The floodgates have already opened for Chinese investment in America. Chinese-owned companies invested $1.73 billion in 2009 for U.S. projects or acquisitions, and $2.81 billion as of September 2010. China's state-owned Tianjin Pipe has plans invest $1 billion in a steel pipe mill next year near Corpus Christi, Texas to avoid a 63 percent U.S. tariff. Pacific Century Motors, hatched from Beijing's municipal government, acquired Michigan-based Nexteer Automotive from General Motors, which makes driveline and steering systems.
Despite the kudos deserved to certain legislators for pushing and including "Buy American" laws for the economic stimulus package, Chinese-owned Suntech Power Holdings qualified for and received $2.1 million in manufacturing tax credits and became eligible to supply solar panels from their 117,000-square-foot Arizona plant for U.S. government contracts with "Buy American" clauses.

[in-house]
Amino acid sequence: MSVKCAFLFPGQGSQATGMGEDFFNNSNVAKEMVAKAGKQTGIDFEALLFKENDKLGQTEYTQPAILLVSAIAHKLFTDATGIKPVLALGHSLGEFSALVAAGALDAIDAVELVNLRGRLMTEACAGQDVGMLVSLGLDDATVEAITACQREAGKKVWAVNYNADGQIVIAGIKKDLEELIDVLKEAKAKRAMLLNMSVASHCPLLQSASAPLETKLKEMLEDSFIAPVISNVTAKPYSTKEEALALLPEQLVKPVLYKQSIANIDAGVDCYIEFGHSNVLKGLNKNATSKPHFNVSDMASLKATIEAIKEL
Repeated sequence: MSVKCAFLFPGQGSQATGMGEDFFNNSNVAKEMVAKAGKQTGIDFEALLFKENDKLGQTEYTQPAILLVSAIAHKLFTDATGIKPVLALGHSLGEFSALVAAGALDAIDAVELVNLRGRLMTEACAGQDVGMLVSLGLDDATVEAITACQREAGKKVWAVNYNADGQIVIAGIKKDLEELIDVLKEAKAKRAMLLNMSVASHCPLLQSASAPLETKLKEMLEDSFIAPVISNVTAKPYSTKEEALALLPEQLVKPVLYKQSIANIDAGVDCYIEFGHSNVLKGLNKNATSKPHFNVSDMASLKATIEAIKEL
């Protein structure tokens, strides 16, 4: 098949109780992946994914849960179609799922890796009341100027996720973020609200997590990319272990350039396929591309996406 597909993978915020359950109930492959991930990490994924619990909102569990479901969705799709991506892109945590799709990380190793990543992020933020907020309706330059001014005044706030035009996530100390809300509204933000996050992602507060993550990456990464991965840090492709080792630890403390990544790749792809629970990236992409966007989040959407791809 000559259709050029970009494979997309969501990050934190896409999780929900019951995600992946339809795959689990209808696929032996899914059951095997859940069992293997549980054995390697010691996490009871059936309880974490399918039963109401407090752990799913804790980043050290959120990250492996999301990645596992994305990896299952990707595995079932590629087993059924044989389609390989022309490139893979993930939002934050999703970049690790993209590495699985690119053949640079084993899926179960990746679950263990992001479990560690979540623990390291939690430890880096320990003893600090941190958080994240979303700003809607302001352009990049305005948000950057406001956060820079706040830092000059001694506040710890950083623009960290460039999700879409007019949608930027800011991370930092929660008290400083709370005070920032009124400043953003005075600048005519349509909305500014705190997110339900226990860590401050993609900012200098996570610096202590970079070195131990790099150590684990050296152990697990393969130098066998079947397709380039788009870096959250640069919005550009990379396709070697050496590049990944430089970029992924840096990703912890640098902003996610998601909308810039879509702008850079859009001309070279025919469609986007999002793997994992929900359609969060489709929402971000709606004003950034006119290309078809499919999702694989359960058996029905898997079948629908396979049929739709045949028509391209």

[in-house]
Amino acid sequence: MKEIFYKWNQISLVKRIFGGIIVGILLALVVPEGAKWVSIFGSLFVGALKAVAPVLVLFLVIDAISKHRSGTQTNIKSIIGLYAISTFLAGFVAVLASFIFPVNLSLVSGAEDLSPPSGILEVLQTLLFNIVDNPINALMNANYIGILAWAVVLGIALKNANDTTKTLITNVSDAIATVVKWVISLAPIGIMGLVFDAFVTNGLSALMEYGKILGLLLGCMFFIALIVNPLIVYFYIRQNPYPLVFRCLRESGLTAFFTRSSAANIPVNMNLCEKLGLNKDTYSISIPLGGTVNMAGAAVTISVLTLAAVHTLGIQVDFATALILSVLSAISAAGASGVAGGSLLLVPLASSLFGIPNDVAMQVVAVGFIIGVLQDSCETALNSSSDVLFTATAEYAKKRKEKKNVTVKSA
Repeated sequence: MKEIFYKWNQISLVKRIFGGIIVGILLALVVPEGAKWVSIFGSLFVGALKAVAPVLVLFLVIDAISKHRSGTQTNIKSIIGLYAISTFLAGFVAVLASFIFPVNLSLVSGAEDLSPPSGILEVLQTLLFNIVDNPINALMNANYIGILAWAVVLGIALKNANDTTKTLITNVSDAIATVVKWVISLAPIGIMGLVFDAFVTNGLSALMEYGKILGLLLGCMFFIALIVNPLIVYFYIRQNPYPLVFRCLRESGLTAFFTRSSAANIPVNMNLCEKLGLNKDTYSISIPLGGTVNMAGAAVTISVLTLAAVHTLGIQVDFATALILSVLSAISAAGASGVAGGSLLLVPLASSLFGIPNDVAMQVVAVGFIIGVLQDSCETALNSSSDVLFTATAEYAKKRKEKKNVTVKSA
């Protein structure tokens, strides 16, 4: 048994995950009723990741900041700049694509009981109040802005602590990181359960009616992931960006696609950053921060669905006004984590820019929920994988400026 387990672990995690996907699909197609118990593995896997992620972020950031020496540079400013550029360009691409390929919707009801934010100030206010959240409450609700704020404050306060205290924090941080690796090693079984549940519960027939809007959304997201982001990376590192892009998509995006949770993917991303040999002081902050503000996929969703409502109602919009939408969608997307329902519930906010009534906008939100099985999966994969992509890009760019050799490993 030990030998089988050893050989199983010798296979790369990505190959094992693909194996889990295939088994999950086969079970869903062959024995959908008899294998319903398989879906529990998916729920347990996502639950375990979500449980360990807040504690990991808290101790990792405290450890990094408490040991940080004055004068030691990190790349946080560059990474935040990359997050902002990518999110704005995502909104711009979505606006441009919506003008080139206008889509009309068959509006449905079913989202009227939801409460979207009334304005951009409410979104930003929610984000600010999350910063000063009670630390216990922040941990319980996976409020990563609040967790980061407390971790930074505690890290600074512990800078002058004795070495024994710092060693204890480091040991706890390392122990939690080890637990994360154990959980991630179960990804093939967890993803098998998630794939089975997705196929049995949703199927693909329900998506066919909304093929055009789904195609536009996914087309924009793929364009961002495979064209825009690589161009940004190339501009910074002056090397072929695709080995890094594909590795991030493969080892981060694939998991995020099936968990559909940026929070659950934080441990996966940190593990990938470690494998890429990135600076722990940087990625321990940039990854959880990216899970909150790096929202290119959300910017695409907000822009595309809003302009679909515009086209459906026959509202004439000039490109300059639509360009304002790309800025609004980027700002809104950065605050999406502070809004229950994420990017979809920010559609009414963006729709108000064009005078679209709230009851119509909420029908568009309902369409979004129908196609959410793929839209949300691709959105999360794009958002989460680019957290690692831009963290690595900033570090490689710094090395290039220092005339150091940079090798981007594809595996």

This highlights the need to define "Buy American" as more than just buying American-made products. The true definition of "Buy American" should be this: Buying American-made products from American-owned companies.
U.S. Ambassador to China Jon Huntsman - and possible Republican hopeful for President - recently told Business Week that China is expanding because "they have the money to expand" (remember all that money we sent to China for those cheap Chinese-made toys and clothes, etc.) and their core interest is "Preserving the Communist Party." The double digit economic growth China has experienced year after year goes a long way in preserving communism extremely easy.
Of course Chinese-based Suntech Power Holdings wasn't required to partner with an American company to set up shop in Arizona. But U.S.-owned First Solar of Tempe, Arizona, had to team up with a State-owned subsidiary of China Guangdong Nuclear Power Co., to get approval to build what might be the world's biggest solar-energy plant in the Inner Mongolia region of China.
Luckily the Export-Import Bank is trying to level the playing field a bit, by setting terms to get the Pakistan government to buy 150 locomotives from General Electric. Did you know GE is moving the production of its new energy-efficient water heater from China back to America, creating 400 U.S. jobs? Did you know Ford Motor Co. detailed plans last August to move nearly 2,000 jobs from India, Mexico, and Japan and back to America by 2012?